The General Sherman Tree measures over 36 feet in diameter at its base and is 275 feet tall. Although this tree is the largest in the world, it’s not the oldest. The General Sherman Tree is anywhere between 2,300 to 2,700 years old. That’s about half the age of the oldest tree, called Methuselah. The General Sherman Tree definitely has some catching up to do.
Pangea and Panthalassa
Most of us learned about Pangea in elementary school. Pangea was a supercontinent that existed on Earth about 300 million years ago. It combined the land of what we know today as North America, Africa, Europe, and South America. While many of us love to focus on Pangea as the ultimate supercontinent, most of us forget about the other star of the show.
With any supercontinent land mass comes a larger superocean. While Pangea thrived all those years ago, the superocean Panthalassa wasn’t doing too bad either. It covered most of the planet and held who knows how many ancient aquatic species. The remnants of Panthalassa are still with us today. The Pacific Ocean is a direct descendant of this ancient superocean.
Earth Isn’t Perfectly Round
We’ve all seen satellite images of Earth. It looks perfectly round, right? Wrong! Our planet is actually not a perfect sphere. According to the National Oceanic and Atmospheric Administration, Earth is an “irregularly shaped ellipsoid.” In addition, changes to the surface of Earth mean the shape of the planet is constantly changing.
Changes in sea levels, tectonic plates, and mountains create irregularities on the Earth’s surface, making it uniquely shaped. Most importantly, gravity and the centrifugal force of Earth’s rotation cause our planet to be wider around the equator and flatter along the North and South Poles. So, next time you’re gazing at a photo of our planet, don’t let its perfectly round appearance fool you. There’s much more than what meets the eye.
The Biggest Volcanic Eruption Ever
If you have a fear of volcanic eruptions, skip this fun fact because we’re talking about the largest volcanic eruption in recorded history. The fateful explosion occurred in April 1815 at Mount Tambora in Indonesia. Mount Tambora started acting up on April 5, 1815, by spewing gray clouds of gas. It all came to a head on April 10 when the volcano erupted in full force.
Mount Tambora’s eruption covered 36 miles of the surrounding area with sulfur, hot rocks, and ash. To give you an idea of how violent this explosion was, Mount Tambora was 14,000 feet tall before the eruption and 9,300 feet tall afterward. This massive explosion, unfortunately, killed thousands of people in the surrounding area due to both the blast and the famine that resulted afterward. Volcanic eruptions are no joke.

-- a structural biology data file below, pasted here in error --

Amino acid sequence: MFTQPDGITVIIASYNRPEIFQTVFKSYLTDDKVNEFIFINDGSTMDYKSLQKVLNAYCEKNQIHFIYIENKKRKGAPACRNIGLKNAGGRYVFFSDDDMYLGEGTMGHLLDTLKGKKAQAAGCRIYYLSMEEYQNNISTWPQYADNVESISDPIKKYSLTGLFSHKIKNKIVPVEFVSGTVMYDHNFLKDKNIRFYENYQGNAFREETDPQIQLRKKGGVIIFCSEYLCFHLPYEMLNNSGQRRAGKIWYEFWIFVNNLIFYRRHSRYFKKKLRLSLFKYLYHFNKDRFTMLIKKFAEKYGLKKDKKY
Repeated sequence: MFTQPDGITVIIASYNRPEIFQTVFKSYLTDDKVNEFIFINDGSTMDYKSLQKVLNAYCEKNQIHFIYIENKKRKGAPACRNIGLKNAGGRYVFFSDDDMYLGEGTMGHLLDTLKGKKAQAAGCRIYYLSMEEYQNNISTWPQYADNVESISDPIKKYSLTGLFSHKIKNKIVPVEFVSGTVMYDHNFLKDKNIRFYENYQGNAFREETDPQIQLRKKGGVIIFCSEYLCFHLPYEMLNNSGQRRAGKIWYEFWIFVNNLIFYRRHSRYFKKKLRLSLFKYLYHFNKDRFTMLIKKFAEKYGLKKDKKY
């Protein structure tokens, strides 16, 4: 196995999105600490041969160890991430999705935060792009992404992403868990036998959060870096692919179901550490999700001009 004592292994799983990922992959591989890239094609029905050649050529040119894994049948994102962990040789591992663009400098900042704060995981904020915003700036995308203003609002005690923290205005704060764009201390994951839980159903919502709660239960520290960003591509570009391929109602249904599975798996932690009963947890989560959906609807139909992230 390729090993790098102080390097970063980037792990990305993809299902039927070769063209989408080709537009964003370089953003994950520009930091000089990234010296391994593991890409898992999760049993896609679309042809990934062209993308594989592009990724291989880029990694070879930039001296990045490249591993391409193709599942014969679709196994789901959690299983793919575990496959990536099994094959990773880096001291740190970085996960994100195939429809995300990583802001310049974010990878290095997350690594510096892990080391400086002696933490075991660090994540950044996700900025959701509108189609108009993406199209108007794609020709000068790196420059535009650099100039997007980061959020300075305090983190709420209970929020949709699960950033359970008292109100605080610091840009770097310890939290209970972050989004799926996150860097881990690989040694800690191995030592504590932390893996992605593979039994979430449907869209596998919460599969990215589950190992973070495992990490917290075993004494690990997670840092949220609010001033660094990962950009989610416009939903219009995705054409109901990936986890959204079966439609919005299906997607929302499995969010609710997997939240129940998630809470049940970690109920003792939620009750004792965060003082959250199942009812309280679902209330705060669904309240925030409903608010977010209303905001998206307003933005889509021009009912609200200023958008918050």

The World’s Longest Mountain Range
Mountains are majestic and breathtaking reminders of the power of our planet. These ancient landscapes can be mind-boggling in their height and length. However, the most mind-boggling mountain range of all is submerged underwater. The mid-ocean ridge holds the record for the longest mountain range, coming in at 40,389 miles long.
The mid-ocean ridge is made up of a huge chain of underwater volcanoes, making it an important part of our planet where seafloor spreading occurs. This range of mountains lives in the Atlantic Ocean and is constantly spewing magma to create a new ocean floor. That means the mid-ocean ridge has some of Earth's youngest, thinnest crust.
Our Soil Is Jam-Packed With Microbes
Healthy soil is full of a wild amount of life. There are about a billion microbes in one single teaspoon of soil. That means there are more microbes in a single scoop of dirt than there are humans in the world. Out of those billion microbes, there are usually about 10,000 different species. Talk about biodiversity.
These microbes include bacteria, fungi, and protozoa, which are essential to crop production and ecosystem health. Just because these microbes can’t be seen with the naked eye doesn’t mean they’re useless. These little guys help eliminate pests, decompose matter, and reduce plant stress. There’s a whole world underneath our feet that we can’t even see. Pretty cool, right?
The World’s Oldest Tree
Trees are amazing organisms that can live for hundreds, even thousands of years. However, there has to be an eldest tree to rule them all. If you’re wondering what the oldest tree in the world is, you’ve come to the right place. It’s a general consensus that the oldest tree in the world is a Great Bristlecone Pine named Methuselah.
Methuselah refers to a Biblical figure who lived to the ripe old age of 969. Needless to say, it’s a fitting name for the oldest tree in the world. Methuselah (the tree) lives in the Inyo National Forest in California. Experts say this very special tree is 4,842 years old. Don’t try to visit this incredible natural wonder. Its exact location is a tightly held secret to prevent potential vandalism.
Before Pangea, there was Rodinia. About 1 billion years ago, Earth’s tectonic plates came together to form this mega-continent. Rodinia existed for about 450 million years before it broke up into smaller land masses. There is ancient evidence of this supercontinent in rock formations around the world, and the Appalachian Mountains began as a result of Rodinia breaking apart.
We can only make educated guesses about what Rodinia was like all those years ago. Experts believe most of Rodinia was barren because it existed before multicellular life was on land. In addition, most of Rodinia was probably covered in glaciers or parts of what is now the South Pole. Although Rodinia gets forgotten for its more famous, younger sibling Pangea, it’s still just as important.
The Earth Is Dusty
If dusting the house is your least favorite chore, you’ll probably feel better when you hear this fact. Our entire planet is covered in cosmic dust. About 100 tons of interplanetary material drifts down to Earth every day. This space dust is made of tiny grains from meteorites containing extraterrestrial rock, minerals, and other organic compounds.